Last week, CampusLogic released “Clear Disparity: New Data Adds Consumer Voices to Award Letter Confusion Debate,” a research report around student and parent confusion with financial aid award notifications. This research provides the first large-scale survey data documenting what, precisely, students and parents find unclear about a form that is used by millions of families each year to help determine whether a college may be affordable and how to go about paying for it.
The report confirms what many pundits and policymakers have long suspected: award letter notifications are confusing to a majority of the consumers who must read and act on these letters. The report also shows that confusion isn’t a singular idea. Who finds things unclear and what they report as unclear or confusing depends on a variety of factors, including age, household income and race/ethnicity.
The report also shows that what students and families find confusing is a far cry from what financial aid experts predicted. Which begs the question, why such a gap?
Lots of confusion
Award letter comprehension is key to driving student financial success—a strategic imperative for higher education institutions nationwide. A majority of students and parents reported finding some aspect of award letters unclear. Almost 60 percent of students identified some dollar amount as confusing, and a similar percent of parents expressed confusion with some aspect of the wording or phrasing.
Whether that’s a lot or not remains to be seen as we have no baseline to compare our results against. If asked the question, “Does it “feel” high?” I’d suspect most would say yes. Outside of high school and first-year college students, almost every student looking at an award letter has seen one before. Many students as well as parents have familiarity with other financial documents like mortgages and auto or credit card applications. Throw in the fact that financial literacy has been a growth industry and it becomes clear that something big is still missing from our equations. Consumers are still widely confused.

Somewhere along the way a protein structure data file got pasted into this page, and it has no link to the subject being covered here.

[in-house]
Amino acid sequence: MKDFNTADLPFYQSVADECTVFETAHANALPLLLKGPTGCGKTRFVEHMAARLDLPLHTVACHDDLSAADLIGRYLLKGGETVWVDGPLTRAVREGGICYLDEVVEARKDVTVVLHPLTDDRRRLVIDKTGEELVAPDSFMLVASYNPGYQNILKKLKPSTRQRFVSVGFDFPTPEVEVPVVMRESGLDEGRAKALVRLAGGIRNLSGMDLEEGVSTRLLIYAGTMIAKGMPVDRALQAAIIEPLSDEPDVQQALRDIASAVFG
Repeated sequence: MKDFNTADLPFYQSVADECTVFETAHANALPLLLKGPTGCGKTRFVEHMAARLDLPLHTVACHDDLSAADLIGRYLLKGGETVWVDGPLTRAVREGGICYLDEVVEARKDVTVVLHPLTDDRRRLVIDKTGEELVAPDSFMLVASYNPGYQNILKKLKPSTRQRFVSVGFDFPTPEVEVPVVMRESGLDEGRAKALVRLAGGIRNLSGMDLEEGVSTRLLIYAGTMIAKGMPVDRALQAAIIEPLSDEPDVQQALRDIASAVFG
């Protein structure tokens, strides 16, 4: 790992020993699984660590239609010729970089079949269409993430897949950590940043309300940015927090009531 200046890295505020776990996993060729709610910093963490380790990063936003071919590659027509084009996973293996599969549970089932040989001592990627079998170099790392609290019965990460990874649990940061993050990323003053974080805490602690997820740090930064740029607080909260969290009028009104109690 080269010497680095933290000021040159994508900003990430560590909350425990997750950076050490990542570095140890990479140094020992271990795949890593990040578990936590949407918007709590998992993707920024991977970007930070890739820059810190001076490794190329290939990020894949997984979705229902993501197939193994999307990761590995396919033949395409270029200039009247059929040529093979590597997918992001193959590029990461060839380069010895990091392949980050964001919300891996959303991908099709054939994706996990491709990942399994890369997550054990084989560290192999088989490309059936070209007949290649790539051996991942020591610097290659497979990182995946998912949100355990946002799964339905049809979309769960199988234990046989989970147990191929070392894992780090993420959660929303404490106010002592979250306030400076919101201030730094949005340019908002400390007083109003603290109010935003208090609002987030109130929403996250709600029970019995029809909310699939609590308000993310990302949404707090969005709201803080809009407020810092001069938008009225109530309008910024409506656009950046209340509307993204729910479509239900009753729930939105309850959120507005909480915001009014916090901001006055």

Clear Disparity helps unpack the “something big” of why people struggle to understand award letter notifications.
The people award letters are intended for seem to understand them least.
From a policy standpoint, a frustrating observation from our survey results is that the people who stand to benefit most from clear award notifications struggle the most. A standout finding in the report: Students and parents from households earning less than $25,000 a year disproportionately struggle to understand concepts like Cost of Attendance, especially compared to those who report earnings of $100,000 to $200,000.
Common sense tells us that lower-income students are more price sensitive, which means if they struggle to understand something like the Total Cost, then they’re at serious risk of not securing all of the resources they’ll need to succeed. Funding shortfalls that go unrealized until late in a semester or late in a program are difficult for most families to cover—often leading to debt with no degree. Students with fewer resources to begin with struggle more to cover the gap.
Confusion is personal and multi-dimensional
Different consumers find different things confusing for different reasons—and that’s important in a world where everyone is talking about ‘standardizing’ information. Whose standard matters? The institutions or the students? Respondents who said, for example, they didn’t understand what a number represented were most likely to select Expected Family Contribution (EFC) or Grants and Scholarships amounts. Yet those who didn’t understand “why” a number was relevant most often selected Cost of Attendance. Traditional-age students more often told us they didn’t understand what a word or term meant while respondents in their 40s were more likely to say they didn’t understand why they needed to know it.
Award letters are sent to students but parents read them as well, bringing a different perspective. Parents often questioned why some things were included and others weren’t. Should schools that cater to a population of predominantly “traditional” students be obligated to report the exact same information in the exact same way as institutions that serve older, or commuter-based, student populations? With evidence in hand to support the idea that confusion is intricately personal, we need more debate around finding a balance between ensuring clarity and presenting relevant information.
Next step: Do more to solve their confusion
The hard truth is that what we’re doing today to minimize confusion just isn’t good enough. We need to think more about the problems that consumers tell us they’re facing, rather than ones we assume they are. We need to think more about how to improve the delivery of financial literacy tools to address the confusion they face. We need to think more about what institutions need to best assist the specific kinds of students they serve.